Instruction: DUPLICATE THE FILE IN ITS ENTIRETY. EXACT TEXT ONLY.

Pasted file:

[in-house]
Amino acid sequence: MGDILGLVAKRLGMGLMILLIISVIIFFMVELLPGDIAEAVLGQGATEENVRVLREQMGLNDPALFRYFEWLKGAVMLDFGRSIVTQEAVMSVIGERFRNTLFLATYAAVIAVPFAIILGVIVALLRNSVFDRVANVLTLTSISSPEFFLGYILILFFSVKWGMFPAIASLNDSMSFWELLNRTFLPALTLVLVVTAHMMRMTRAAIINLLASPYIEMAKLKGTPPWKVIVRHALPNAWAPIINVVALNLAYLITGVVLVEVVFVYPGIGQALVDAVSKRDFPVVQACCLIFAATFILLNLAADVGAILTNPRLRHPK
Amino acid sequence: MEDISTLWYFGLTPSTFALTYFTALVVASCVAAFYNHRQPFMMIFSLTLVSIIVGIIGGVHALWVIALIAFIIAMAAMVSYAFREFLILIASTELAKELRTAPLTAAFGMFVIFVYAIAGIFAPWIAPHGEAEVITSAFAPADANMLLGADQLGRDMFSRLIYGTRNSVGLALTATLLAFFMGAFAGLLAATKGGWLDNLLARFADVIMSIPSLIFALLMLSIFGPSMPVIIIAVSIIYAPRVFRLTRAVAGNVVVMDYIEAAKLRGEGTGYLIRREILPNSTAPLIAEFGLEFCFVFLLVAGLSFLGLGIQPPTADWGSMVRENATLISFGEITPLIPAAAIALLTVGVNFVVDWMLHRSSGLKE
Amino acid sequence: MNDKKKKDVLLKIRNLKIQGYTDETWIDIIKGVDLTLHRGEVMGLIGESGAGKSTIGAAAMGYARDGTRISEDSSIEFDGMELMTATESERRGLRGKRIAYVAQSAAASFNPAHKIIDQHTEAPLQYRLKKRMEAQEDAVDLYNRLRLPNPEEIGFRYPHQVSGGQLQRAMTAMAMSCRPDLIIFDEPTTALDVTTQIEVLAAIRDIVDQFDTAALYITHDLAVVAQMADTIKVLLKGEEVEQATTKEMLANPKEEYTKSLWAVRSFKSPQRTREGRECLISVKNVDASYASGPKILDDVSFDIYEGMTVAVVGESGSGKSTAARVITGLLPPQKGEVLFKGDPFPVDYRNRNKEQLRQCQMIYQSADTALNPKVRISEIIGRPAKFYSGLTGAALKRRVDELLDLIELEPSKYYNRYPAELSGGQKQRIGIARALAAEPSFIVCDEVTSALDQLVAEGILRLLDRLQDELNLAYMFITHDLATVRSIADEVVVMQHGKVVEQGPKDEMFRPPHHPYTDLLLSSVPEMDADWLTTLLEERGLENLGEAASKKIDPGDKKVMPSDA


[in-house]
Amino acid sequence: MGDILGLVAKRLGMGLMILLIISVIIFFMVELLPGDIAEAVLGQGATEENVRVLREQMGLNDPALFRYFEWLKGAVMLDFGRSIVTQEAVMSVIGERFRNTLFLATYAAVIAVPFAIILGVIVALLRNSVFDRVANVLTLTSISSPEFFLGYILILFFSVKWGMFPAIASLNDSMSFWELLNRTFLPALTLVLVVTAHMMRMTRAAIINLLASPYIEMAKLKGTPPWKVIVRHALPNAWAPIINVVALNLAYLITGVVLVEVVFVYPGIGQALVDAVSKRDFPVVQACCLIFAATFILLNLAADVGAILTNPRLRHPK
Amino acid sequence: MEDISTLWYFGLTPSTFALTYFTALVVASCVAAFYNHRQPFMMIFSLTLVSIIVGIIGGVHALWVIALIAFIIAMAAMVSYAFREFLILIASTELAKELRTAPLTAAFGMFVIFVYAIAGIFAPWIAPHGEAEVITSAFAPADANMLLGADQLGRDMFSRLIYGTRNSVGLALTATLLAFFMGAFAGLLAATKGGWLDNLLARFADVIMSIPSLIFALLMLSIFGPSMPVIIIAVSIIYAPRVFRLTRAVAGNVVVMDYIEAAKLRGEGTGYLIRREILPNSTAPLIAEFGLEFCFVFLLVAGLSFLGLGIQPPTADWGSMVRENATLISFGEITPLIPAAAIALLTVGVNFVVDWMLHRSSGLKE
Amino acid sequence: MNDKKKKDVLLKIRNLKIQGYTDETWIDIIKGVDLTLHRGEVMGLIGESGAGKSTIGAAAMGYARDGTRISEDSSIEFDGMELMTATESERRGLRGKRIAYVAQSAAASFNPAHKIIDQHTEAPLQYRLKKRMEAQEDAVDLYNRLRLPNPEEIGFRYPHQVSGGQLQRAMTAMAMSCRPDLIIFDEPTTALDVTTQIEVLAAIRDIVDQFDTAALYITHDLAVVAQMADTIKVLLKGEEVEQATTKEMLANPKEEYTKSLWAVRSFKSPQRTREGRECLISVKNVDASYASGPKILDDVSFDIYEGMTVAVVGESGSGKSTAARVITGLLPPQKGEVLFKGDPFPVDYRNRNKEQLRQCQMIYQSADTALNPKVRISEIIGRPAKFYSGLTGAALKRRVDELLDLIELEPSKYYNRYPAELSGGQKQRIGIARALAAEPSFIVCDEVTSALDQLVAEGILRLLDRLQDELNLAYMFITHDLATVRSIADEVVVMQHGKVVEQGPKDEMFRPPHHPYTDLLLSSVPEMDADWLTTLLEERGLENLGEAASKKIDPGDKKVMPSDA